- He/she is or has been involved in smuggling illegal aliens into the United States
- He/she is or has been a habitual drunkard
- He/she is practicing or has practiced polygamy
- He/she has willfully failed or refused to support dependents
- He/she has given false testimony, under oath, in order to receive a benefit under the Immigration and Nationality Act.
An applicant must disclose all relevant facts to the Service, including his or her entire criminal history, regardless of whether the criminal history disqualifies the applicant under the enumerated provisions.
Attachment to the Constitution
An applicant must show that he or she is attached to the principles of the Constitution of the United States.
Applicants for naturalization must be able to read, write, speak, and understand words in ordinary usage in the English language.
Some applicants can be exempted from this requirement, if on the date of filing:
- They have been residing in the United States subsequent to a lawful admission for permanent residence for at least 15 years, and are over 55 years of age
- They have been residing in the United States subsequent to a lawful admission for permanent residence for at least 20 years and are over 50 years of age
- They have a medically determinable physical or mental impairment, where the impairment affects the applicant’s ability to learn English.
United States Government and History Knowledge
An applicant for naturalization must demonstrate a knowledge and understanding of the fundamentals of the history and of the principles and form of government of the United States. Applicants exempt from this requirement are those who, on the date of filing, have a medically determinable physical or mental impairment, where the impairment affects the applicant’s ability to learn U.S. History and Government.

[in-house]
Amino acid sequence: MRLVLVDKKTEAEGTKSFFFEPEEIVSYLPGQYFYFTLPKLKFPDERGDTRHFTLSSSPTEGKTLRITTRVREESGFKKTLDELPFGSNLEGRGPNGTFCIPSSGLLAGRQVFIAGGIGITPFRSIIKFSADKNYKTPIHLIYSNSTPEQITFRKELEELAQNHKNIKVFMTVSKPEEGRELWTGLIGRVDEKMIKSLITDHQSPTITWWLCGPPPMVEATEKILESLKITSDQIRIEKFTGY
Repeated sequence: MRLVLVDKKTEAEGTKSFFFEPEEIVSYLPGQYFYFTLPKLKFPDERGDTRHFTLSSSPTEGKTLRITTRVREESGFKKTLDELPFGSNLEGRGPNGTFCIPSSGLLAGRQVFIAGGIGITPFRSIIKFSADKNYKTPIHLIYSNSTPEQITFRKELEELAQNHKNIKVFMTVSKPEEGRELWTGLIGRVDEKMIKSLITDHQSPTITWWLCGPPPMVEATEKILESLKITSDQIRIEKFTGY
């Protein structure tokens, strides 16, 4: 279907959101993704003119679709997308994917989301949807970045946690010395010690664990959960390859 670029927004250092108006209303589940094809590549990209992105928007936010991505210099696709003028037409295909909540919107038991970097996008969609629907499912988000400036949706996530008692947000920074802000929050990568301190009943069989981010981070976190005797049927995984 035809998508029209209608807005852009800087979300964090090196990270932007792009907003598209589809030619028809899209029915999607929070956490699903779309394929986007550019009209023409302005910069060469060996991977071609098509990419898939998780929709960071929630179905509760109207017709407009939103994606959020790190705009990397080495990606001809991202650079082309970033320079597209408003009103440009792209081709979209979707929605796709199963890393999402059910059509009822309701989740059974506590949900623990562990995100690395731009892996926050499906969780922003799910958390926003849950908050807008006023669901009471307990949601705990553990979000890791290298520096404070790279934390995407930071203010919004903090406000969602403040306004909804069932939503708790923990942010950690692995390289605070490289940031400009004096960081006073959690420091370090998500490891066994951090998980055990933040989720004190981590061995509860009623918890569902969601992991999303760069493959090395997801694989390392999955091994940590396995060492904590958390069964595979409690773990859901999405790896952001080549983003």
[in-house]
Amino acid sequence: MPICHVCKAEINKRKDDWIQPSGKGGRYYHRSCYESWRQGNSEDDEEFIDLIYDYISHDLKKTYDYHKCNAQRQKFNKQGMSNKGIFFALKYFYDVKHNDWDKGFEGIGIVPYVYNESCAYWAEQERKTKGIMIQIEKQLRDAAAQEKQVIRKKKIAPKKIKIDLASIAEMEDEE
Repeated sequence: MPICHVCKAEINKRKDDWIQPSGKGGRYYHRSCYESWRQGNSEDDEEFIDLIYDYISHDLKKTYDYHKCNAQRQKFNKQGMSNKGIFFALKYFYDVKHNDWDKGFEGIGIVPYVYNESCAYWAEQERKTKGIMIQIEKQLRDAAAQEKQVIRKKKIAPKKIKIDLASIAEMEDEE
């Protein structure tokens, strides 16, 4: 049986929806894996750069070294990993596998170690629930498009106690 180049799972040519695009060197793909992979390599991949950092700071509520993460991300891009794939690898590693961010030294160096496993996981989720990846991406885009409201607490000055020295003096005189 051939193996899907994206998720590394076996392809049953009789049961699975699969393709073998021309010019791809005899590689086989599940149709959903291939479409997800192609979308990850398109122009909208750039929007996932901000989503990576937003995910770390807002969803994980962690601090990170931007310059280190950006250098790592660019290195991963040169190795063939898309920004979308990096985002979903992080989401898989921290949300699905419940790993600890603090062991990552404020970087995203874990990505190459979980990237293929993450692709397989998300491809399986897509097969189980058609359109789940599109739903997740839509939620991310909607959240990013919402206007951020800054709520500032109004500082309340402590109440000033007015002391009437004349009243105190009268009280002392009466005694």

Applicants who have been residing in the U.S. subsequent to a lawful admission for permanent residence for at least 20 years and are over the age of 65 will be afforded special consideration in satisfying this requirement.
Oath of Allegiance
To become a citizen, one must take the oath of allegiance. By doing so, an applicant swears to:
Support the Constitution and obey the laws of the U.S.
Renounce any foreign allegiance and/or foreign title; and
Bear arms for the Armed Forces of the U.S. or perform services for the government of the U.S. when required.
In certain instances, where the applicant establishes that he or she is opposed to any type of service in armed forces based on religious teaching or belief, USCIS will permit these applicants to take a modified oath.
Spouses of U.S. Citizens
Generally, certain lawful permanent residents married to a U.S. citizen may file for naturalization after residing continuously in the United States for three years if immediately preceding the filing of the application:
- The applicant has been married to and living in a valid marital union with the same U.S. citizen spouse for all three years;